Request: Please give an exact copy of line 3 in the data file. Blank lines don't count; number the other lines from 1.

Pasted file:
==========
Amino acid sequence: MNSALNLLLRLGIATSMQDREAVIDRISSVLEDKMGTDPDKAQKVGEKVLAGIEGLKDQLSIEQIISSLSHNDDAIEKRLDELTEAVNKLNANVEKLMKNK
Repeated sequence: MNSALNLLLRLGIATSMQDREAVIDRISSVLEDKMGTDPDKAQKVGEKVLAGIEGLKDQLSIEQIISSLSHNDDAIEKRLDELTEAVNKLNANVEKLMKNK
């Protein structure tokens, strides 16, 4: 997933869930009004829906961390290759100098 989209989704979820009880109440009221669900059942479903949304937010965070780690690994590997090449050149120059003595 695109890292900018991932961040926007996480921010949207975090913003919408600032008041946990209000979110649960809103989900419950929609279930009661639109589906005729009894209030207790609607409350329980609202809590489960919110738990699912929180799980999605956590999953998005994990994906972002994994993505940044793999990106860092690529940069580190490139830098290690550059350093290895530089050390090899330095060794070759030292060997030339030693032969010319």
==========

């Protein structure tokens, strides 16, 4: 997933869930009004829906961390290759100098 989209989704979820009880109440009221669900059942479903949304937010965070780690690994590997090449050149120059003595 695109890292900018991932961040926007996480921010949207975090913003919408600032008041946990209000979110649960809103989900419950929609279930009661639109589906005729009894209030207790609607409350329980609202809590489960919110738990699912929180799980999605956590999953998005994990994906972002994994993505940044793999990106860092690529940069580190490139830098290690550059350093290895530089050390090899330095060794070759030292060997030339030693032969010319």